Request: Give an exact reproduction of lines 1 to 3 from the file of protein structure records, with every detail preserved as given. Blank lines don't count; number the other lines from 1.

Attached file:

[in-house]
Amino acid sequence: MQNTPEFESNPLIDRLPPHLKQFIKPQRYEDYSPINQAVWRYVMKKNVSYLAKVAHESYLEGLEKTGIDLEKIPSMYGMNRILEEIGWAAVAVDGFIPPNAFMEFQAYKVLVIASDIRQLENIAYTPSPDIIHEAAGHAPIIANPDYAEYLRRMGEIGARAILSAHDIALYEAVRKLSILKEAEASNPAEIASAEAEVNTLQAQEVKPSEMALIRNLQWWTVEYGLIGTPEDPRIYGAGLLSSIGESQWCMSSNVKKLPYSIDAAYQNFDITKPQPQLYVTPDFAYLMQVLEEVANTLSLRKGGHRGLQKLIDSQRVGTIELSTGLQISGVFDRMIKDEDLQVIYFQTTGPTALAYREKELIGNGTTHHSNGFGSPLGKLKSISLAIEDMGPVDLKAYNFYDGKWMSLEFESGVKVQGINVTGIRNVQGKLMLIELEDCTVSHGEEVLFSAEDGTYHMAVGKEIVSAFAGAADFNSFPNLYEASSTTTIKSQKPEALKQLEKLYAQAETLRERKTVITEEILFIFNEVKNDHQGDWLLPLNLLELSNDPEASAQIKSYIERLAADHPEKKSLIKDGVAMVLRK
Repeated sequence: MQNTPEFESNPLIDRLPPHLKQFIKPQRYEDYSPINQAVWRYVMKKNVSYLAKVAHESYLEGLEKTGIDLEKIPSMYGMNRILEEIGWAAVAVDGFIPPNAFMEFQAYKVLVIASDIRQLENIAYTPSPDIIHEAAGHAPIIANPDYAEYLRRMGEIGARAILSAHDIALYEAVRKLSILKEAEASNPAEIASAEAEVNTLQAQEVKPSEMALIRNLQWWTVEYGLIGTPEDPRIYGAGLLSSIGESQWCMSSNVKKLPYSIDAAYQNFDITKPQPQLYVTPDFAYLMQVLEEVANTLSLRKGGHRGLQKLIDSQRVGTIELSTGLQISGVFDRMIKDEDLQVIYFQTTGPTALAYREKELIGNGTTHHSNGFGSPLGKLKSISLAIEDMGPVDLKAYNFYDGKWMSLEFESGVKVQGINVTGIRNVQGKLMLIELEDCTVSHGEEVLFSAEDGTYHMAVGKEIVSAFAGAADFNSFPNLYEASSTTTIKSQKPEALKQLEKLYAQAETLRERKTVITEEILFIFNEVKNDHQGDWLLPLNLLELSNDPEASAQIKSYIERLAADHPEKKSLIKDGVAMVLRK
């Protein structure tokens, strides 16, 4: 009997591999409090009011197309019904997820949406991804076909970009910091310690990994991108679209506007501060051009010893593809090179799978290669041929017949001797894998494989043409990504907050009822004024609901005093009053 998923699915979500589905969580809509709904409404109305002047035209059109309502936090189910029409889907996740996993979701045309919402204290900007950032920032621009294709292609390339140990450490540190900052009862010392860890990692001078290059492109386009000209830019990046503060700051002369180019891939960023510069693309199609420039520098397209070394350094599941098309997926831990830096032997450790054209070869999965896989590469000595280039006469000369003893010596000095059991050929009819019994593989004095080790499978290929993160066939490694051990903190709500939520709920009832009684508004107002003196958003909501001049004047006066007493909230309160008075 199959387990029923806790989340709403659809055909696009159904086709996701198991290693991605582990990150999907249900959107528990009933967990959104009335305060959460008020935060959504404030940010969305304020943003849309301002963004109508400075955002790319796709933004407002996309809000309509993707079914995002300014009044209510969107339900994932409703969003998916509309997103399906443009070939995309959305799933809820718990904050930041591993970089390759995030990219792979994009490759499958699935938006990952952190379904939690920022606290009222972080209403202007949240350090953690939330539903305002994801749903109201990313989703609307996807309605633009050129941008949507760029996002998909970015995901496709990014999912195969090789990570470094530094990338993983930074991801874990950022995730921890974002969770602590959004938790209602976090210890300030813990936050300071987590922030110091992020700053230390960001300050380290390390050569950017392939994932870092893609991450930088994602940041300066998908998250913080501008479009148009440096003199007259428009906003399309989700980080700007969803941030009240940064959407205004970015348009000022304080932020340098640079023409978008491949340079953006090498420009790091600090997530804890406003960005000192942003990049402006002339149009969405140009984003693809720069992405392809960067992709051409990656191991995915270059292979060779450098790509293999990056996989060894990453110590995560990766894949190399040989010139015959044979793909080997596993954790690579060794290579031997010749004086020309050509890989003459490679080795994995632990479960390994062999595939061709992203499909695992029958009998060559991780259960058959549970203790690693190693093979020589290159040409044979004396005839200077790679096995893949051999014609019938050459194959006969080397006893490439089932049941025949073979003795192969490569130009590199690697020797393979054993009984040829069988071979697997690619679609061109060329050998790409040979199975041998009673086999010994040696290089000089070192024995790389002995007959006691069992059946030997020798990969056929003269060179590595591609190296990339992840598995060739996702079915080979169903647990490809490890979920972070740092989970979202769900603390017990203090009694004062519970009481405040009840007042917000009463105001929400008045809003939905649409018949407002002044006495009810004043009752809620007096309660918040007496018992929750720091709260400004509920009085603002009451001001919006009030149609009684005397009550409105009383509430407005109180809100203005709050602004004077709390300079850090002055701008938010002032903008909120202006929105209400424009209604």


[in-house]
Amino acid sequence: MQNTPEFESNPLIDRLPPHLKQFIKPQRYEDYSPINQAVWRYVMKKNVSYLAKVAHESYLEGLEKTGIDLEKIPSMYGMNRILEEIGWAAVAVDGFIPPNAFMEFQAYKVLVIASDIRQLENIAYTPSPDIIHEAAGHAPIIANPDYAEYLRRMGEIGARAILSAHDIALYEAVRKLSILKEAEASNPAEIASAEAEVNTLQAQEVKPSEMALIRNLQWWTVEYGLIGTPEDPRIYGAGLLSSIGESQWCMSSNVKKLPYSIDAAYQNFDITKPQPQLYVTPDFAYLMQVLEEVANTLSLRKGGHRGLQKLIDSQRVGTIELSTGLQISGVFDRMIKDEDLQVIYFQTTGPTALAYREKELIGNGTTHHSNGFGSPLGKLKSISLAIEDMGPVDLKAYNFYDGKWMSLEFESGVKVQGINVTGIRNVQGKLMLIELEDCTVSHGEEVLFSAEDGTYHMAVGKEIVSAFAGAADFNSFPNLYEASSTTTIKSQKPEALKQLEKLYAQAETLRERKTVITEEILFIFNEVKNDHQGDWLLPLNLLELSNDPEASAQIKSYIERLAADHPEKKSLIKDGVAMVLRK
Repeated sequence: MQNTPEFESNPLIDRLPPHLKQFIKPQRYEDYSPINQAVWRYVMKKNVSYLAKVAHESYLEGLEKTGIDLEKIPSMYGMNRILEEIGWAAVAVDGFIPPNAFMEFQAYKVLVIASDIRQLENIAYTPSPDIIHEAAGHAPIIANPDYAEYLRRMGEIGARAILSAHDIALYEAVRKLSILKEAEASNPAEIASAEAEVNTLQAQEVKPSEMALIRNLQWWTVEYGLIGTPEDPRIYGAGLLSSIGESQWCMSSNVKKLPYSIDAAYQNFDITKPQPQLYVTPDFAYLMQVLEEVANTLSLRKGGHRGLQKLIDSQRVGTIELSTGLQISGVFDRMIKDEDLQVIYFQTTGPTALAYREKELIGNGTTHHSNGFGSPLGKLKSISLAIEDMGPVDLKAYNFYDGKWMSLEFESGVKVQGINVTGIRNVQGKLMLIELEDCTVSHGEEVLFSAEDGTYHMAVGKEIVSAFAGAADFNSFPNLYEASSTTTIKSQKPEALKQLEKLYAQAETLRERKTVITEEILFIFNEVKNDHQGDWLLPLNLLELSNDPEASAQIKSYIERLAADHPEKKSLIKDGVAMVLRK